It’s a good idea to start regular family meetings when your children are young. Even preschoolers can contribute input on planned vacations, play dates, and reasonable house rules.

If you fear you’ll have to give everyone an equal vote and the kids will demand chocolate cake at every meal, relax: you retain the right to set parameters on meetings and house rules. A family-meeting tradition does, however, follow principles to make your household more of a democracy than a dictatorship:


Everyone has a right to say what they think and why.

That’s of course with the understanding that they do have a responsibility to think.

Everyone has to present their opinions with whats and whys everyone else can understand.

If you’re old enough to talk in full sentences, you’re old enough to accept that there are more important things than instant gratification. (That applies equally to parents; no cutting discussion short with “because I said so.”)

No child, adolescent, or adult is allowed to belittle anyone else’s ideas, call names, or lose their temper.

Use majority vote with discretion.


This key element of democracy is an important element of family meetings, but has its dangers. First, putting something to a vote means the subject is closed once that vote is taken, no further argument allowed. As a parent, you may welcome this as a means of barring sore losers from whining “it’s not fair” for the rest of the day; but remember that if you’re the one outvoted, it also means you can’t invoke parental authority and do things your way after all. Not unless you want to teach the kids you’re an untrustworthy person and that authority means the right to go back on your word.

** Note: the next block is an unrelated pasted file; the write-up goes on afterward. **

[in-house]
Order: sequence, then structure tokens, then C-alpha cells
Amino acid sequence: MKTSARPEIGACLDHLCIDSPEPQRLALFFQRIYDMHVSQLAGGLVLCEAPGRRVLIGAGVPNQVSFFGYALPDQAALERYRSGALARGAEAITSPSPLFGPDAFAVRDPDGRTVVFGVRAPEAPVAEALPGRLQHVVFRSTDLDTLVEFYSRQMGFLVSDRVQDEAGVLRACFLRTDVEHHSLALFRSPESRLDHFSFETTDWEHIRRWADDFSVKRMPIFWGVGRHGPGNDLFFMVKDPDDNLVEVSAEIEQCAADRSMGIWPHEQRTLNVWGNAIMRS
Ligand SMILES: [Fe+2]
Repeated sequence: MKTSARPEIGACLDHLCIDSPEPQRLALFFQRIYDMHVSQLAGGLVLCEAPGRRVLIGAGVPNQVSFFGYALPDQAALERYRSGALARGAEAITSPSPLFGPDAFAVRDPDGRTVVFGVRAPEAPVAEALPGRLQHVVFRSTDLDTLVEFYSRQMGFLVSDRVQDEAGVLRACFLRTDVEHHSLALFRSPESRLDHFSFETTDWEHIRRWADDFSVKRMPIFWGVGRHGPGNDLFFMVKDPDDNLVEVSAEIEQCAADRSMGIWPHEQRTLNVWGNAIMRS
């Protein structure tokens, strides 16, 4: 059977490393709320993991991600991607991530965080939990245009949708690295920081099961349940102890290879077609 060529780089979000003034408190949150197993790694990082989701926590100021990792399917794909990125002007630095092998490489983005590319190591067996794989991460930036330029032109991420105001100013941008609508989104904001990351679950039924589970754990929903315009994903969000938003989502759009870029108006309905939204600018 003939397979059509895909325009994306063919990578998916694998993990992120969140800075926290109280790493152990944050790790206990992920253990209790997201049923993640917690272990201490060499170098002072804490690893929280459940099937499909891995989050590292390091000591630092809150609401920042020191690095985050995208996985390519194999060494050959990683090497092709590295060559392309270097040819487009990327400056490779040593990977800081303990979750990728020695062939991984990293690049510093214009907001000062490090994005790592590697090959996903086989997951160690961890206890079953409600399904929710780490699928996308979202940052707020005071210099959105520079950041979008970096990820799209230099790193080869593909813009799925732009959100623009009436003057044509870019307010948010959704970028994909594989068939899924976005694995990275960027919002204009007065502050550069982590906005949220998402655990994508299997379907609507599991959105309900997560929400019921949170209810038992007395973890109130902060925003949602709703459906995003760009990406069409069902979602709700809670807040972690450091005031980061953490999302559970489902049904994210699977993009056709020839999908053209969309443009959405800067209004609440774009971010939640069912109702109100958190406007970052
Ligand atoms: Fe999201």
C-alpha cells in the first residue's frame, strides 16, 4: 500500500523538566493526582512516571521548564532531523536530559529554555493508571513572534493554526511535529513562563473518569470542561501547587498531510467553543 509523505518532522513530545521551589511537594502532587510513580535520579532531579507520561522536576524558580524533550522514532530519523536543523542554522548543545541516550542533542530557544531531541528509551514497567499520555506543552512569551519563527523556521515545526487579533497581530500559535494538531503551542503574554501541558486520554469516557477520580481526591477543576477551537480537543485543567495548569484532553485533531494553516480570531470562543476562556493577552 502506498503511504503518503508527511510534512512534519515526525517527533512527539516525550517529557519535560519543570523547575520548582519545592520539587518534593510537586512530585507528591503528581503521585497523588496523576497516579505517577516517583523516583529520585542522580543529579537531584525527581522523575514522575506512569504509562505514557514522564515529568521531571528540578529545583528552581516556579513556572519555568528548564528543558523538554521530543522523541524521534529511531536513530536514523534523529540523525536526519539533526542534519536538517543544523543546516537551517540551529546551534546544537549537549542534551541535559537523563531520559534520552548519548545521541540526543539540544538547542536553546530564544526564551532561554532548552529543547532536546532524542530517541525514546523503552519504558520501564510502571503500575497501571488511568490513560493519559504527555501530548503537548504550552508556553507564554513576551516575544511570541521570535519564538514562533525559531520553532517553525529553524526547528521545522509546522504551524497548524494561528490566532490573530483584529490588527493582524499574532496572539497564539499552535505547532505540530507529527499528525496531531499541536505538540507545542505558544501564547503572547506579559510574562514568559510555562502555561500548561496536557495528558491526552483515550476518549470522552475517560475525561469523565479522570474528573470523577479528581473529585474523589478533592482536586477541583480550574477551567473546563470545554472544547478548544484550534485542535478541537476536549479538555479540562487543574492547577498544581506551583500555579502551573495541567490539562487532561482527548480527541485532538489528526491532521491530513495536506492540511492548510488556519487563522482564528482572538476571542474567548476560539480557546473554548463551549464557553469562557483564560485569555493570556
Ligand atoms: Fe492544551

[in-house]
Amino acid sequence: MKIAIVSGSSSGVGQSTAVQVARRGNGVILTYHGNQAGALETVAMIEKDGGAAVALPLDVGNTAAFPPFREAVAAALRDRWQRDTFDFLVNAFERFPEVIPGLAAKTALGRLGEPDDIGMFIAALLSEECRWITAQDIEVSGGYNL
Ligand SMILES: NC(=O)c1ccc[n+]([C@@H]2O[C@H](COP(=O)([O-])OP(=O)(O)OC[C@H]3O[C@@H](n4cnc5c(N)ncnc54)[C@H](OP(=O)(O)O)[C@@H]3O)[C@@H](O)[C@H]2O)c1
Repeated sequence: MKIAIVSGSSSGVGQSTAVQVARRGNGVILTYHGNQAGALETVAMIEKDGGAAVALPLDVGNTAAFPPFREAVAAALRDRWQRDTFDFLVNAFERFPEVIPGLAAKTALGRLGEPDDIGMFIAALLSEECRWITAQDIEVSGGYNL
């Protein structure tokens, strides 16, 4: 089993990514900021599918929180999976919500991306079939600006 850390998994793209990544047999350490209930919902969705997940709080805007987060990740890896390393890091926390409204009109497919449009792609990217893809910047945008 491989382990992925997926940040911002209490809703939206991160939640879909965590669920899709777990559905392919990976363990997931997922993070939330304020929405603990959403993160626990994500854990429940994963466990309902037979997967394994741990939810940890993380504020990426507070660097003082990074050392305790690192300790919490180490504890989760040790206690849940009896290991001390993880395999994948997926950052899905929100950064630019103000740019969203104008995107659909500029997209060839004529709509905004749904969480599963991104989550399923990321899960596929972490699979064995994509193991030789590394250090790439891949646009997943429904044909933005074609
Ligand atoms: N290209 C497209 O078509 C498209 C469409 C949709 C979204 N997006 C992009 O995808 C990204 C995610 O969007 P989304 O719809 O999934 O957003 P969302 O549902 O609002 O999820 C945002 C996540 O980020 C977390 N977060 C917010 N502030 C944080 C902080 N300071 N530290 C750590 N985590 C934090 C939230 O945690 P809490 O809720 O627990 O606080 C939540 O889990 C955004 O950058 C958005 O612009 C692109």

Second, if you’re a family of extroverts with one introvert, or otherwise have standouts from the crowd, letting everything go by majority vote is likely to leave the minority voice feeling he’s always ignored. Or, worse, that something must be wrong with her for not enjoying what “everyone” likes. Make sure every member of the real “everyone” gets regular turns at his or her favorite things, even if working out fair compromises takes some effort.

Really listen to everyone’s ideas.

Often, the kids come up with the best compromises to please everyone—or with the best solutions for problems that get on everyone’s nerves, or the best ideas for budgeting extra money. As adults, we often disregard children’s ideas because they haven’t had enough life experience to form accurate ideas of what works and what doesn’t. We forget that our own “accurate” ideas are often ingrained prejudices against possibilities we’ve never given a chance. 


Instead of smiling and patting children on the head when they make “cute” suggestions, ask them to elaborate on how it would go—and pay attention. You may find your mind opened to better possibilities than you ever considered.


That’s the real purpose of family meetings: to collect input from everyone that will make life better for everyone.